The news that charges were filed last Friday in the Gavin Knupp fatal hit-and-run case, might have some people expecting some form of commentary on what has just happened and what should happen next.
The next steps in this process, however, are the responsibility of the local justice system, which doesn’t need any advice from this quarter on how to do its job.
As it is, the filing of charges in this high-profile case marks the conclusion of just the first of many steps that remain before the final reckoning in this tragedy arrives.
Although members of the community profess to know all about what happened, it remains that the no one except the people directly involved will know anything for a fact until the courts establish precisely what the facts are.
The state’s attorney’s office, obviously, can’t expand on its comments because legal protocols limit the prosecution’s ability to say anything more than to confirm the existence of the charging documents and to clarifying a point or two within that publicly available information.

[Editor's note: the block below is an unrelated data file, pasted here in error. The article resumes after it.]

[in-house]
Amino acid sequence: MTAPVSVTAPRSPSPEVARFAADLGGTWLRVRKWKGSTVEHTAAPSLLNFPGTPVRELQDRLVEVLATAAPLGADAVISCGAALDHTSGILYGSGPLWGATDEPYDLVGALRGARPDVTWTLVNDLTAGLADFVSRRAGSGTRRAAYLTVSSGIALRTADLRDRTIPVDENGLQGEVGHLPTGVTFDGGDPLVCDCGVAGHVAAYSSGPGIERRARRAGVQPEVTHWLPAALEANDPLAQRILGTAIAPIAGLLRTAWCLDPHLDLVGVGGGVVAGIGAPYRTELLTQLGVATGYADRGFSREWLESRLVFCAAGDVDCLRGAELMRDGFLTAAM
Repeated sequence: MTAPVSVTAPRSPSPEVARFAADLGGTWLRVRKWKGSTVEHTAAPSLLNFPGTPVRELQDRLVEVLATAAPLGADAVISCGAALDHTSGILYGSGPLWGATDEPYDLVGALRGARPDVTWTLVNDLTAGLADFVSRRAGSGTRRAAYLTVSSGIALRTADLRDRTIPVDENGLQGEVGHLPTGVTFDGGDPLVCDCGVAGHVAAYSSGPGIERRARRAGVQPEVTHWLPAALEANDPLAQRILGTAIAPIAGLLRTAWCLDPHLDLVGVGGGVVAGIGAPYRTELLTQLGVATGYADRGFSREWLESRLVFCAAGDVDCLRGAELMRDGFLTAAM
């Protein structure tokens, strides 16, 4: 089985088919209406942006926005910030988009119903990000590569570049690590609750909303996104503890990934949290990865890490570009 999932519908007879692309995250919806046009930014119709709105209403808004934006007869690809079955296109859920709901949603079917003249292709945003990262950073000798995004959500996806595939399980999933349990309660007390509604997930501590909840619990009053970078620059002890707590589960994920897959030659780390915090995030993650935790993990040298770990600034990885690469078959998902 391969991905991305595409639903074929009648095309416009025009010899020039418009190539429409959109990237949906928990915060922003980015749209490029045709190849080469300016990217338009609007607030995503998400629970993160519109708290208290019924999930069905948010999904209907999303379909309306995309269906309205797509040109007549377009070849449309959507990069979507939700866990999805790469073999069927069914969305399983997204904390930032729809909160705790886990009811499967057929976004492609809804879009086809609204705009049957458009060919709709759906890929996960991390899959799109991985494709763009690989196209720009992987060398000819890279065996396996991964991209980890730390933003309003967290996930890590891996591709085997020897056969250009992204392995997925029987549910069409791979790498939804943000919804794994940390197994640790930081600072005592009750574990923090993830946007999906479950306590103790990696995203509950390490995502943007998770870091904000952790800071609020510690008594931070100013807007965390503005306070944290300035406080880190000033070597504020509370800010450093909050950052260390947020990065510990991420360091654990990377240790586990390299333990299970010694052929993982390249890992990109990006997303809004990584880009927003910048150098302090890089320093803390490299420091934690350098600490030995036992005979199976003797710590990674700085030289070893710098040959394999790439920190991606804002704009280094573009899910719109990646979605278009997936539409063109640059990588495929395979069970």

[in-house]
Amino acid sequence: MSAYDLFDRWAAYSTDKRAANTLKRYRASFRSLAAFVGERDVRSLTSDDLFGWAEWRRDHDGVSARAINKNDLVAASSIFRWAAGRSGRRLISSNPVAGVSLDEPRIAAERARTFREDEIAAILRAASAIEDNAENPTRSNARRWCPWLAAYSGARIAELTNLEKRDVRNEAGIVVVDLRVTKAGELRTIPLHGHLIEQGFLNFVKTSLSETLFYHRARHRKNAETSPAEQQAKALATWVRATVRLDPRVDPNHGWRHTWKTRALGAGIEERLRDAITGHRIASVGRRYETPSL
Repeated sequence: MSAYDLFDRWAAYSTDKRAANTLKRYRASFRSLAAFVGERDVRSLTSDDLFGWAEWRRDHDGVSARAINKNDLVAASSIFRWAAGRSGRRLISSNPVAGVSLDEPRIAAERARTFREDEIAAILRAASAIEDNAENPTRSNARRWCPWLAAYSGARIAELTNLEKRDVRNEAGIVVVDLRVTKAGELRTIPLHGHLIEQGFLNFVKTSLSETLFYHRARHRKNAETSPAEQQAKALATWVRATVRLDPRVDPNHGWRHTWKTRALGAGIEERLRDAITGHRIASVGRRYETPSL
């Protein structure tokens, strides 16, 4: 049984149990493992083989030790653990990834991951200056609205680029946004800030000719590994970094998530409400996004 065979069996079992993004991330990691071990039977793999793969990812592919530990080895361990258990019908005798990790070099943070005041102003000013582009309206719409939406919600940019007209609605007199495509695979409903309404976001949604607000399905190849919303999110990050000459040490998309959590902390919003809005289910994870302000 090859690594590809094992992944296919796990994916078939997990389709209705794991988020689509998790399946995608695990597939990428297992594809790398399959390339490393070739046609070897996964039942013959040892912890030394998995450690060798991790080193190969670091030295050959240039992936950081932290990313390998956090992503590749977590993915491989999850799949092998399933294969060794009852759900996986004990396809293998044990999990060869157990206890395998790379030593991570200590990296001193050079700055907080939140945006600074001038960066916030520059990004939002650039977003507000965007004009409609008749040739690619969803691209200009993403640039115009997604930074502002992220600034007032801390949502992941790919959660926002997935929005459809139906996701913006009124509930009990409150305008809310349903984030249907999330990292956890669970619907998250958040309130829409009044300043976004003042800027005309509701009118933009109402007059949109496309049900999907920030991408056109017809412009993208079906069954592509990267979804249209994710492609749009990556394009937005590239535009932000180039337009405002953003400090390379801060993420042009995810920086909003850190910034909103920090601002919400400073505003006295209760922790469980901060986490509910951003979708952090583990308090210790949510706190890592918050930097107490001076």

Beyond that, anything prosecutors might have to say must be said in court in order to prevent generating pre-trial publicity that won’t do it or anyone else any good if this case goes to trial.
The point is, as eager as many people are to see justice served and the Knupp family provided with some degree of closure, if that’s even possible in a situation as heartbreaking as this, we should not get ahead of ourselves and presume, publicly at least, how this will end.
As disagreeable as it might seem, we have no choice but to leave this in the hands of the courts and continue to wait, when, as the late author Michele Hanson wrote, “waiting is bad enough, but not knowing how long is worse.”